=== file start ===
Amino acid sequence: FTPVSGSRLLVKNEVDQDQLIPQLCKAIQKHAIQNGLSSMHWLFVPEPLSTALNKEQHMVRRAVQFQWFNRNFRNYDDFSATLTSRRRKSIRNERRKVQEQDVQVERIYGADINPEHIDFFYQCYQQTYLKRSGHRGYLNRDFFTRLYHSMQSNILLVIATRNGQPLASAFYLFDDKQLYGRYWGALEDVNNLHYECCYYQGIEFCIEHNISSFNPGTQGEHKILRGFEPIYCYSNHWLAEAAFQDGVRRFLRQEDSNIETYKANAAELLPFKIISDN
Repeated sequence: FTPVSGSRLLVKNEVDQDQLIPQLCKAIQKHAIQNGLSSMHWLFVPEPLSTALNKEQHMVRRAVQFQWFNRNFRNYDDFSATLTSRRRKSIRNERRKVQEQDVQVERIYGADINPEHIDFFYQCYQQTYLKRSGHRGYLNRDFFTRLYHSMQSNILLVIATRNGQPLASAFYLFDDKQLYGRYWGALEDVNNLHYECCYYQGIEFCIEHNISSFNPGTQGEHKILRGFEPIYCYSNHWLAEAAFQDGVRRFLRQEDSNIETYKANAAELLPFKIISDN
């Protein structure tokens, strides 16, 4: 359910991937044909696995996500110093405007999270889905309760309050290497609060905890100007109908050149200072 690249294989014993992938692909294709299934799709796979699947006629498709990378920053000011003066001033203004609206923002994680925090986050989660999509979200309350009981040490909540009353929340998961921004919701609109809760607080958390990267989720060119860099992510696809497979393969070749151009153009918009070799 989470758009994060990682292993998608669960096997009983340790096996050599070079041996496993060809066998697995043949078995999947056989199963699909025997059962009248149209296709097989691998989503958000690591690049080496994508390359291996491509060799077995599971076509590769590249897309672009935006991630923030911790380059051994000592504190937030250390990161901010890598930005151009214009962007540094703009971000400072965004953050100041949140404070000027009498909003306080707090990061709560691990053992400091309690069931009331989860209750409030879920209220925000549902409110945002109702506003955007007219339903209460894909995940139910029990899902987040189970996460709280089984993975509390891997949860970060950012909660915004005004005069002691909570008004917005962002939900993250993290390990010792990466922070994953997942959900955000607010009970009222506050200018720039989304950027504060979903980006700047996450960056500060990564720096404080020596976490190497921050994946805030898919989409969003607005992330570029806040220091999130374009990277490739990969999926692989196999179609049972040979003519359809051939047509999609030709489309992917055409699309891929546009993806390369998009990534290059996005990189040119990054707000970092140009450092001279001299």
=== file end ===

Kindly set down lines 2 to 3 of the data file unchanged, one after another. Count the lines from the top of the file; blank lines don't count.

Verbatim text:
Repeated sequence: FTPVSGSRLLVKNEVDQDQLIPQLCKAIQKHAIQNGLSSMHWLFVPEPLSTALNKEQHMVRRAVQFQWFNRNFRNYDDFSATLTSRRRKSIRNERRKVQEQDVQVERIYGADINPEHIDFFYQCYQQTYLKRSGHRGYLNRDFFTRLYHSMQSNILLVIATRNGQPLASAFYLFDDKQLYGRYWGALEDVNNLHYECCYYQGIEFCIEHNISSFNPGTQGEHKILRGFEPIYCYSNHWLAEAAFQDGVRRFLRQEDSNIETYKANAAELLPFKIISDN
């Protein structure tokens, strides 16, 4: 359910991937044909696995996500110093405007999270889905309760309050290497609060905890100007109908050149200072 690249294989014993992938692909294709299934799709796979699947006629498709990378920053000011003066001033203004609206923002994680925090986050989660999509979200309350009981040490909540009353929340998961921004919701609109809760607080958390990267989720060119860099992510696809497979393969070749151009153009918009070799 989470758009994060990682292993998608669960096997009983340790096996050599070079041996496993060809066998697995043949078995999947056989199963699909025997059962009248149209296709097989691998989503958000690591690049080496994508390359291996491509060799077995599971076509590769590249897309672009935006991630923030911790380059051994000592504190937030250390990161901010890598930005151009214009962007540094703009971000400072965004953050100041949140404070000027009498909003306080707090990061709560691990053992400091309690069931009331989860209750409030879920209220925000549902409110945002109702506003955007007219339903209460894909995940139910029990899902987040189970996460709280089984993975509390891997949860970060950012909660915004005004005069002691909570008004917005962002939900993250993290390990010792990466922070994953997942959900955000607010009970009222506050200018720039989304950027504060979903980006700047996450960056500060990564720096404080020596976490190497921050994946805030898919989409969003607005992330570029806040220091999130374009990277490739990969999926692989196999179609049972040979003519359809051939047509999609030709489309992917055409699309891929546009993806390369998009990534290059996005990189040119990054707000970092140009450092001279001299």